Can we talk? The N-Word has got to go!


I’ve written hundreds of columns over the years but never about the N-Word. It is a term that makes my temperature rise and my skin boil. First of all, we should not be having this open discussion or debate. But the N-Word won’t go away, primarily because too many of us Blacks-African Americans-Negroes-Colored-whichever one you chose to identify with refuse to leave that term alone. Instead, we have taken ownership of that word.

When I was a small child growing up in Chicago, I trusted my parents because they loved me; they brought me into this world and taught me the difference between what’s right and what’s wrong. My parents, Mr. and Mrs. Robert and Sally Fitzgerald, were both born in Natchez, Mississippi. They moved to Chicago because they believed it was a better place. They use to tell me about the Klu Klux Klan and the Confederate flag and the times they were going to school and got spat on and called the N-Word.

In the early 1960s, we as a people were trying to decide who we were. Fighting for identity, we identified as being either Colored, Black or Negro — the term African American was not even a consideration back then. I learned as a child that the N-Word was a very bad word: It was used as a verbal assault, and it meant hatred if someone ever called you that N-Word. Somewhere between the assassinations of John Fitzgerald Kennedy, Dr. Martin Luther King, Jr., Malcolm X and Bobby Kennedy and the present time, we have truly forgotten what that word means.

If you have seen the movie Mississippi Burning — and any number of films about our struggle for civil and human rights — you have heard that vulgar terrible word used. Now our hip hop generation of musical artists and comedians use it. Some of our athletes use it, and those that use it have no problem in using it.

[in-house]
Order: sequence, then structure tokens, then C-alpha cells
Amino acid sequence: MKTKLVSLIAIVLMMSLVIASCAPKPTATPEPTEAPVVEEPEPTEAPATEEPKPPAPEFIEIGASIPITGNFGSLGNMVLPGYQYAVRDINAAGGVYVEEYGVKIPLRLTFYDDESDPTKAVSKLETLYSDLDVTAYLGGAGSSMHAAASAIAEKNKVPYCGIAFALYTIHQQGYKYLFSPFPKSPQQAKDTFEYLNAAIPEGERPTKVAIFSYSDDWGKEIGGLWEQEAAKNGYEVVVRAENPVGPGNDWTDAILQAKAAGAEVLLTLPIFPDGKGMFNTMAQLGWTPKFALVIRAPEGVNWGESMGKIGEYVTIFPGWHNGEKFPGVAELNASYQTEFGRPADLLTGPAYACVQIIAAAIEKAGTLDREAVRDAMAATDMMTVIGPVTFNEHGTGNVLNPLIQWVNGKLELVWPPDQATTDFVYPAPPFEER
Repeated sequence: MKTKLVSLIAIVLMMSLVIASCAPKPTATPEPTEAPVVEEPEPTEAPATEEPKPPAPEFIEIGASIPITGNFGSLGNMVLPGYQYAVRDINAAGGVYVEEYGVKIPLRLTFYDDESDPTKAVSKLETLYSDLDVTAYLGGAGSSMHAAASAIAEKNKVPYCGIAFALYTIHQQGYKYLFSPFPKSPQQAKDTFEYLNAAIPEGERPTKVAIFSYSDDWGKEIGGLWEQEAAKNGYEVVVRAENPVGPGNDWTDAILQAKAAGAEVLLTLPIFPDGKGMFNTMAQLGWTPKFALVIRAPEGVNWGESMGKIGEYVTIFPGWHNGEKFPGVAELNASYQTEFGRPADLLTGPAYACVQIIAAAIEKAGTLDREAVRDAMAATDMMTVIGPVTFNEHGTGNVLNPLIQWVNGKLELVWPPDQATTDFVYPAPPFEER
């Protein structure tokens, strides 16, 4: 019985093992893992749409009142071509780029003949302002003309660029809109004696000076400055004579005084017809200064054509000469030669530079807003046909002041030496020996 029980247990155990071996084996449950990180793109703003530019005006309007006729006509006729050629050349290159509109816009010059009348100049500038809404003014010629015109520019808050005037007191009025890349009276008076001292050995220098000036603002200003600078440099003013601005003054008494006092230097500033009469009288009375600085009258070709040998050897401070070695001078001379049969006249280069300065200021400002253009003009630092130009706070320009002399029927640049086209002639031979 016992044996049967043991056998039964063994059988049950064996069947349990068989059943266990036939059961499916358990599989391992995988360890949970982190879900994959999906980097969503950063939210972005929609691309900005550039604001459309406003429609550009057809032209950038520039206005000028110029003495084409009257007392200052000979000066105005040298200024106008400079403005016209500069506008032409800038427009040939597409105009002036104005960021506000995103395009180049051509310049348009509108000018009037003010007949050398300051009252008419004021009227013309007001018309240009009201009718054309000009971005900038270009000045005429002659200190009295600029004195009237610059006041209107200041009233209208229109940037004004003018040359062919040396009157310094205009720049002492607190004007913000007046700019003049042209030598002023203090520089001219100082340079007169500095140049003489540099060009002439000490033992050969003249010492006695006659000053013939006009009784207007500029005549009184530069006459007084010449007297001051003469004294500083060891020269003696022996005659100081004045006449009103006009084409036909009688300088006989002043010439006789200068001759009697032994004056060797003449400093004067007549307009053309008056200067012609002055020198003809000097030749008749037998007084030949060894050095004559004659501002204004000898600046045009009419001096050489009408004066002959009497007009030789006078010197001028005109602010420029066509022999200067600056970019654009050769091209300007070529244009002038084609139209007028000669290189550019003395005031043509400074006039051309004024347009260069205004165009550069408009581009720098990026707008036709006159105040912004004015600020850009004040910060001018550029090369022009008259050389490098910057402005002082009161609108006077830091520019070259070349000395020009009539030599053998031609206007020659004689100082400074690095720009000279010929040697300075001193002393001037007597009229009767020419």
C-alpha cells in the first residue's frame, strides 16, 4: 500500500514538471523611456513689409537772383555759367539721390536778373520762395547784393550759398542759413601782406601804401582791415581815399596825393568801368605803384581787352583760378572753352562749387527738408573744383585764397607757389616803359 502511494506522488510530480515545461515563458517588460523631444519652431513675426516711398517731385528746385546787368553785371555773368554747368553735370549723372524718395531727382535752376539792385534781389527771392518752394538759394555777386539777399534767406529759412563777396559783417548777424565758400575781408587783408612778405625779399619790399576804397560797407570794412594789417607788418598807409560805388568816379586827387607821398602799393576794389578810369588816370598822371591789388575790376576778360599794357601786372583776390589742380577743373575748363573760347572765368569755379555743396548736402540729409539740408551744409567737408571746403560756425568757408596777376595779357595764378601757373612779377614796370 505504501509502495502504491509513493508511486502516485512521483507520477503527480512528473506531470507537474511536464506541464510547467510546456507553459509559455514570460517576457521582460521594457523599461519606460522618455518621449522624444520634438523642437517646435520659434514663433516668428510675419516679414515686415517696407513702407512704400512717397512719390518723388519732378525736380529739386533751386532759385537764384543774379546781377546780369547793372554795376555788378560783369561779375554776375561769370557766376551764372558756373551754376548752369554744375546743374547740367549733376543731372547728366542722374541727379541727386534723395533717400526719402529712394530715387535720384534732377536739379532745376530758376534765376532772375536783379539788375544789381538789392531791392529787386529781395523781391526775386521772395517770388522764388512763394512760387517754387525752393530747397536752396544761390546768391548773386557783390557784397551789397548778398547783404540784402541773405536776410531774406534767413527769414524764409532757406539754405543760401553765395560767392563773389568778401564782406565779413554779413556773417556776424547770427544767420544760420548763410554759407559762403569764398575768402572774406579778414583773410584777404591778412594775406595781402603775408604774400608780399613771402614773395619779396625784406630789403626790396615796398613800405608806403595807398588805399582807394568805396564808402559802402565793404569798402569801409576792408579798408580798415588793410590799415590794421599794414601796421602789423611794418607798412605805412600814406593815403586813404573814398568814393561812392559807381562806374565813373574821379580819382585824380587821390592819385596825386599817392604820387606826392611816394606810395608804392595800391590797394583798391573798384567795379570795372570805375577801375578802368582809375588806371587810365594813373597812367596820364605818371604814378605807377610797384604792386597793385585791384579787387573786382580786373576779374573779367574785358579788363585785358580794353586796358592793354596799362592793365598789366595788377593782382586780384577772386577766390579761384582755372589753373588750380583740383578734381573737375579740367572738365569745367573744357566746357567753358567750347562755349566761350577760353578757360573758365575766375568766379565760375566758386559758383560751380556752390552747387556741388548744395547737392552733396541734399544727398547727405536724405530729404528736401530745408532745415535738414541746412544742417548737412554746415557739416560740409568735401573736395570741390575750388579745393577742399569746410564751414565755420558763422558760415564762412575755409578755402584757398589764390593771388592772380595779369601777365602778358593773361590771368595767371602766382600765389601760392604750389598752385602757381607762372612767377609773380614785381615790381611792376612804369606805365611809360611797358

I do have a problem with it. I always have, and it’s about time we wise up as a group of people and eliminate the use of the term with each other first and start educating ourselves and stop settling.

Last year, the Miami Dolphins football team had a well-documented issue between teammates that led to suspensions. Later a general manager and several coaches were fired. Afterward, the NFL conducted an investigation, and the N-Word was a major part of what blew up that locker room. Now the NFL next season on the suggestions of the Fritz Pollard Alliance may penalize players and coaches 15 yards if the N-Word is used on the field.

Enough is enough. We as Black people have to agree to stop using it and supporting it. It makes no sense at all to me why so many of us don’t get it.

I suggest those of you who are convinced that you have to call each other the N-Word go watch 12 years a Slave, a Black-produced-and-directed film that won the 2013 Oscar for Best Picture, or 42, the Jackie Robinson biographical film (after all, baseball season is coming), or The Butler (after all, the president was here in Minnesota last week).

Now if you watch those films from start to finish and afterward you want to continue to use the N-Word amongst yourselves, then you are a fool and you can’t be helped. All this is because of people like you and the athletes and artists and comedians who exploit your support of what they do. Look in the mirror, and you will see no one.


Larry Fitzgerald can be heard weekday mornings on KMOJ Radio 89.9 FM at 8:25 am, on WDGY-AM 740 Monday-Friday at 12:17 pm and 4:17 pm, and at He also commentates on sports 7-8 pm on Almanac (TPT channel 2). Follow him on Twitter at FitzBeatSr. Larry welcomes reader responses to, or visit We as Black people have to agree to stop using the N-Word and supporting it. It makes no sense at all to me why so many of us don’t get it.